Those on the Brexit right have ruthlessly promoted the idea that there is a conflict between the ‘real people’ also known as ‘decent middle England’ aka ’the silent majority’ and those they depict as their oppressors, the so-called ‘liberal elite’. So rather than uniting the country, tribal nationalism divides us into the ‘real’ British people and their ‘enemies’. It’s a division which today’s far-right Tories are cynically trying to widen and inflame with their manufactured culture wars.

Of course, it is a natural human disposition to seek safety in a tribe. The political right understands this very well and is therefore cynically exploiting it, peddling the politics of fear, xenophobia, and the scapegoating of minorities.

Like all basic human social affiliations, tribalism is emotional. It is little swayed by facts and reasons. It values loyalty and conformity. Criticism is often seen as disruptive and disloyal. One only has to recall the antagonism against critics of Brexit after the referendum, or witness the unflaggingly loyal support for Johnson in spite of his lies and his grossly negligent handling of Covid.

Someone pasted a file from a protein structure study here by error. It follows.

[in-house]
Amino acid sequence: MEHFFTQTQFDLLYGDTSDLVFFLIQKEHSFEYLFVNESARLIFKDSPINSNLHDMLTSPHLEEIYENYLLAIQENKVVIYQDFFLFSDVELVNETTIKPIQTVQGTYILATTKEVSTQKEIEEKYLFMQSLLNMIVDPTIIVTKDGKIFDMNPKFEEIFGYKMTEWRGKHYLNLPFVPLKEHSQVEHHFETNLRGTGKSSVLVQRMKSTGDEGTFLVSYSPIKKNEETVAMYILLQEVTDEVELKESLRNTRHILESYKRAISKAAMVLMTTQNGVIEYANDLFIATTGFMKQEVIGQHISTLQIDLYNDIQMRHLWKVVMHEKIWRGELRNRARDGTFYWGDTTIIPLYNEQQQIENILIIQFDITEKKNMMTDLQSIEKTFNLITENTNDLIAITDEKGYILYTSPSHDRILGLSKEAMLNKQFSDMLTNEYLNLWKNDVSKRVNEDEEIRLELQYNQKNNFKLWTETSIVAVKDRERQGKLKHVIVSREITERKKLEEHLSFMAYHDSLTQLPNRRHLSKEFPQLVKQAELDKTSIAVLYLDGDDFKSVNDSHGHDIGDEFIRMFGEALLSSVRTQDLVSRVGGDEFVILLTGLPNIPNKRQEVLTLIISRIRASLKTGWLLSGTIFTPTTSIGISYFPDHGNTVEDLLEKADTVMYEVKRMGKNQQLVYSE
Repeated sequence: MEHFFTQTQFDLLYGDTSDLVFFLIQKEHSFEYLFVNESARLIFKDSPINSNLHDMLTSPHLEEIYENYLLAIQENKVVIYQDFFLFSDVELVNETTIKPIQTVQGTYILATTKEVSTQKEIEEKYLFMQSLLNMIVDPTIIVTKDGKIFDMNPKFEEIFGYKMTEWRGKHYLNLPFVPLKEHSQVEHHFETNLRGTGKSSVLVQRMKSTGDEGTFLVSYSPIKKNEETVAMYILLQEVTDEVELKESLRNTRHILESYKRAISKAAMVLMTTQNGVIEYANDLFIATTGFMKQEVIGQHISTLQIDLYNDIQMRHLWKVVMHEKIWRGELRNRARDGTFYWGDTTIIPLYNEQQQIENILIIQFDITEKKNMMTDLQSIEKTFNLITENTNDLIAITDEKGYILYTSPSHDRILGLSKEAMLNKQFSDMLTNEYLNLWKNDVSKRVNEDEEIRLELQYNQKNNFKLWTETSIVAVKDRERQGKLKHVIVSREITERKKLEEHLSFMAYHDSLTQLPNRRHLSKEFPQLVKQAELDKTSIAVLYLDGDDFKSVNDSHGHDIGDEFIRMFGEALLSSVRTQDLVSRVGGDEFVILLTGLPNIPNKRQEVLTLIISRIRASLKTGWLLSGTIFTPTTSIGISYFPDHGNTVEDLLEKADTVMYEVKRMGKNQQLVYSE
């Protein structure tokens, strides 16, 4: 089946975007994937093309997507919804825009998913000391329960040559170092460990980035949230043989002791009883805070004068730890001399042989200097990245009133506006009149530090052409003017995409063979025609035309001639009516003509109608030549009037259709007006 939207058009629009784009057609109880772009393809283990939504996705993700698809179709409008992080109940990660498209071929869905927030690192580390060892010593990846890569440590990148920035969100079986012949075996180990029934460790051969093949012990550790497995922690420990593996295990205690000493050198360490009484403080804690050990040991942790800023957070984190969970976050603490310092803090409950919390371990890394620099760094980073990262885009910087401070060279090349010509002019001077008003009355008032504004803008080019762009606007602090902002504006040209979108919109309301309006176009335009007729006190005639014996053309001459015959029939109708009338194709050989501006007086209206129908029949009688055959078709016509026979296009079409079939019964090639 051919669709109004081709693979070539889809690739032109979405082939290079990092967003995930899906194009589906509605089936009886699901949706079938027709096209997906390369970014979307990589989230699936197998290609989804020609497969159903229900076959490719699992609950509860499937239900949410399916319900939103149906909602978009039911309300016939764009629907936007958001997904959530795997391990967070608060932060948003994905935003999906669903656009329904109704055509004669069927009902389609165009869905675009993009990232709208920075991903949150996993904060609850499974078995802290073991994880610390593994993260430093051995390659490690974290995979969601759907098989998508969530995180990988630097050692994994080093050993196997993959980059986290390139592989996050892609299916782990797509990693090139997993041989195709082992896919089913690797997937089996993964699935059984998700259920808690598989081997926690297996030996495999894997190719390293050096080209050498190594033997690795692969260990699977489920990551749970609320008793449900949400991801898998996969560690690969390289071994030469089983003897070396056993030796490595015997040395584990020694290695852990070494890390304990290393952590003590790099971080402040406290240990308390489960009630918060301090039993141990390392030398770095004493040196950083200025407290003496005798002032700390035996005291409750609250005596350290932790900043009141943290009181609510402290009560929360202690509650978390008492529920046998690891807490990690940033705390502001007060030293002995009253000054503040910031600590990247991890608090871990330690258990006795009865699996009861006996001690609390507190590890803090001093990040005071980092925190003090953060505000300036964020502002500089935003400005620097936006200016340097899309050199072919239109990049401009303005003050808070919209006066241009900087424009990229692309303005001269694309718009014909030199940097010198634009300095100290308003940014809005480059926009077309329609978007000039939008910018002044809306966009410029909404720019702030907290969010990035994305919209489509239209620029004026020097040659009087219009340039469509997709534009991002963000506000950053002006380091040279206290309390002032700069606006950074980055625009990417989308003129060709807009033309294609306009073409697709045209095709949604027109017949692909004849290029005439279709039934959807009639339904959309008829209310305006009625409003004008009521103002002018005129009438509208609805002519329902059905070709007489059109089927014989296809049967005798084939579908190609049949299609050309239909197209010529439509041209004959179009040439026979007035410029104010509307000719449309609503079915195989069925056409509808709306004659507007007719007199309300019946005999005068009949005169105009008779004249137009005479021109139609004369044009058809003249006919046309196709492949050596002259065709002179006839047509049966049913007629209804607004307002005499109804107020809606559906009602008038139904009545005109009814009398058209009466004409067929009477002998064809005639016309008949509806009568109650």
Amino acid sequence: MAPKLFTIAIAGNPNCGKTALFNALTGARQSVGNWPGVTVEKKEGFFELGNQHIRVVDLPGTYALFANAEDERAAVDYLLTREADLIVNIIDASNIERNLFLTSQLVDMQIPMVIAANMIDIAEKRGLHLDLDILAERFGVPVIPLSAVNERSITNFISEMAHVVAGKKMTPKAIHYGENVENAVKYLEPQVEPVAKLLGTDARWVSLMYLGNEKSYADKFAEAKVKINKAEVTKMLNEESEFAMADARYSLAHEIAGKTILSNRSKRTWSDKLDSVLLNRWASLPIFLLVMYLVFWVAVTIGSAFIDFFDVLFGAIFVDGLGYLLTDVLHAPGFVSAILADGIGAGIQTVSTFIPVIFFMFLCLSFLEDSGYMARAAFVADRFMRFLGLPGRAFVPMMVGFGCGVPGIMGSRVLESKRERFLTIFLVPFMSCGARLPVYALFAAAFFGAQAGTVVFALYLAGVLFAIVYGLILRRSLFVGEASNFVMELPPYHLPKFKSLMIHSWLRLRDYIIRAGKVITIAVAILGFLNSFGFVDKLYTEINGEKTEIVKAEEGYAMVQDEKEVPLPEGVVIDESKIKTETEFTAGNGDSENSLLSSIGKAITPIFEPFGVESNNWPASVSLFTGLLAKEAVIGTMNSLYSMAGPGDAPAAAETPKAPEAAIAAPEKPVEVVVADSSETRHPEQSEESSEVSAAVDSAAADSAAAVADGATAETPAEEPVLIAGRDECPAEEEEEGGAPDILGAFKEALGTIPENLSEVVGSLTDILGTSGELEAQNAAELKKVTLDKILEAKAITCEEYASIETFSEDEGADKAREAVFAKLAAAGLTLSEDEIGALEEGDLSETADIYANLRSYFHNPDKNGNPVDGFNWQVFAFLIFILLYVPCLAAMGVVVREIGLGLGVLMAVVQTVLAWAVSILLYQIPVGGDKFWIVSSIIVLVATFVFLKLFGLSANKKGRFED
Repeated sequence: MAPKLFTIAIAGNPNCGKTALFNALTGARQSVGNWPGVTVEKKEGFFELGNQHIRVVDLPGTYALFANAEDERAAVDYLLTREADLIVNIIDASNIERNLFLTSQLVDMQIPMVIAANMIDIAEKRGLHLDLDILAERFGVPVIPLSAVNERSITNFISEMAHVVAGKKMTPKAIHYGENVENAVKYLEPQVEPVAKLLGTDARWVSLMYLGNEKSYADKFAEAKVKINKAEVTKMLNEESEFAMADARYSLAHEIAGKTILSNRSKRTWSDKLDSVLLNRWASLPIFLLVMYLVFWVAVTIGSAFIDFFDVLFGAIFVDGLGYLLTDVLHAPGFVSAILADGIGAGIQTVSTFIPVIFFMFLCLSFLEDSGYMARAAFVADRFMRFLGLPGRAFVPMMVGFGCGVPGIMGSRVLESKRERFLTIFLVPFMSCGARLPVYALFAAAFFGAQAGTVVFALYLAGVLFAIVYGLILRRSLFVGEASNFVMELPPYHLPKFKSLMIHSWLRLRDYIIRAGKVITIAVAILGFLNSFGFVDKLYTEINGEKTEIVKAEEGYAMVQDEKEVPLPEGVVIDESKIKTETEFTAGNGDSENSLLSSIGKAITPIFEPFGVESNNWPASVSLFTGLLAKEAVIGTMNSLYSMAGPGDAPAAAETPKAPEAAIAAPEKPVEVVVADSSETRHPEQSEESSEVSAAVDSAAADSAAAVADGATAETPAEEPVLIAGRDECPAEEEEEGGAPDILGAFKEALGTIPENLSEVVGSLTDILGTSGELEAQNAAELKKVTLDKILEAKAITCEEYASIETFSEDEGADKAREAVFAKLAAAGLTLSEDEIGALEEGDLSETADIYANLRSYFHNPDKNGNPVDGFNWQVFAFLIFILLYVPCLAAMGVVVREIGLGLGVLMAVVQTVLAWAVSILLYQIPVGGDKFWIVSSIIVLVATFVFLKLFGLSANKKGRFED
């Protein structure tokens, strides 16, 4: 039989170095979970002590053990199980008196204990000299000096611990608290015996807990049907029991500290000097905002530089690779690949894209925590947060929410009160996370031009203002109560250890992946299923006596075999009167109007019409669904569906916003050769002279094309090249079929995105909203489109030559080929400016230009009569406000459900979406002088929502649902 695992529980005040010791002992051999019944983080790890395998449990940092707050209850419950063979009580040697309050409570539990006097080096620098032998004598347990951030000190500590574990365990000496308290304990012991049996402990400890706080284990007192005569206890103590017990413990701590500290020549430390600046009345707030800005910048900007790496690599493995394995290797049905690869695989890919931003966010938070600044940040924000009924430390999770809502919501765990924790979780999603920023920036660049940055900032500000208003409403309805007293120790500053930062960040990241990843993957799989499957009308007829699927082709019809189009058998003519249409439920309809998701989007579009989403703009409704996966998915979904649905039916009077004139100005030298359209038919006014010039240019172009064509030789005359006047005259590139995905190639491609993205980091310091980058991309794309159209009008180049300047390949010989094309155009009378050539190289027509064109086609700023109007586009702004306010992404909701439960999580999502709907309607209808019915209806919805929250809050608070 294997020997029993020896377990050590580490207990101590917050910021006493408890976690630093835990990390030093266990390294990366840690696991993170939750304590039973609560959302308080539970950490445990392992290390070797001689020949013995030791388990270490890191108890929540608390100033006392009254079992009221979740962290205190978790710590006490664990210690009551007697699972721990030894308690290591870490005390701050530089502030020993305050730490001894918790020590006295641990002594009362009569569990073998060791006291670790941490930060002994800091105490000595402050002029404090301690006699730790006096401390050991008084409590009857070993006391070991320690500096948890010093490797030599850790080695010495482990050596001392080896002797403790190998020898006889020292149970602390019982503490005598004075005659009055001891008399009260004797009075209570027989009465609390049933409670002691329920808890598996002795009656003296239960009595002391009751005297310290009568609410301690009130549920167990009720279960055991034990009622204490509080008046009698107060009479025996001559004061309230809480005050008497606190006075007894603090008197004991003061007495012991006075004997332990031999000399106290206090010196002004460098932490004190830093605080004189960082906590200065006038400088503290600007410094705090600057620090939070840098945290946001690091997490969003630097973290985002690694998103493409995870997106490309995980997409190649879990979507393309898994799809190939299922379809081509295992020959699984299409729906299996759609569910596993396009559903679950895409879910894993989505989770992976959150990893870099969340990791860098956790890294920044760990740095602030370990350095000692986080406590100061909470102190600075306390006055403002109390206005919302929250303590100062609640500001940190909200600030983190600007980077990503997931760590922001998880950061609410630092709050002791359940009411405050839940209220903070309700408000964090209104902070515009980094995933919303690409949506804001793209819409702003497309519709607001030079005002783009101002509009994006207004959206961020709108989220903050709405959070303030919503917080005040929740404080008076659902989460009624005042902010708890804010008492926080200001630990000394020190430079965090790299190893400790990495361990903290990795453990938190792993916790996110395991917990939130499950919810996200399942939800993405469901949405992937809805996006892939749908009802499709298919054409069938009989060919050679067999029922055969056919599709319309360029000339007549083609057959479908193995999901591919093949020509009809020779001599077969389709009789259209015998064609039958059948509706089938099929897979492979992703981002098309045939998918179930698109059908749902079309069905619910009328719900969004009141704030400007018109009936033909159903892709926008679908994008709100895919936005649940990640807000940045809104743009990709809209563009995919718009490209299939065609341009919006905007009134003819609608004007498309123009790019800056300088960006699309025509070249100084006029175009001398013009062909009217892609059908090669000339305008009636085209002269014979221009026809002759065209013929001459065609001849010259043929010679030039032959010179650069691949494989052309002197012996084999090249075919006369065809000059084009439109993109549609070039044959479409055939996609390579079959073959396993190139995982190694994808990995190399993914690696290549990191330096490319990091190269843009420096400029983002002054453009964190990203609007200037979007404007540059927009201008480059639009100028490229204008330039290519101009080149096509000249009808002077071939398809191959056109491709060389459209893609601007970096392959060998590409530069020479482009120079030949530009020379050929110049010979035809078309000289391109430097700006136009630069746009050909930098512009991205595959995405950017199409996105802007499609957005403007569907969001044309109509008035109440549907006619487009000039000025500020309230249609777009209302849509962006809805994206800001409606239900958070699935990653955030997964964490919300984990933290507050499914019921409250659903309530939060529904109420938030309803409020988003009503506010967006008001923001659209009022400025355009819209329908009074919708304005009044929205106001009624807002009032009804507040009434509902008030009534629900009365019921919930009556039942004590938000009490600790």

This New Yorker cartoon captured the perplexing populism of 2016 that saw Trump elected just a few months after Vote Leave “won” the Brexit referendum

How can a fragmented opposition beat the Tories?

So how should the opposition respond? We are almost certainly the majority, but a fragmented one, which means the opposition has to bring together people from across a broad social, economic and political spectrum. This includes those moderate Conservatives who dislike the Tory leadership’s lies, corruption, incompetence and jingoism, but who were deterred from voting for the opposition in the last General Election by their fear of Corbynism (or what they believed to be Corbynism). The recent Chesham and Amersham by-election shows that many such voters are now ready to quit the Tories.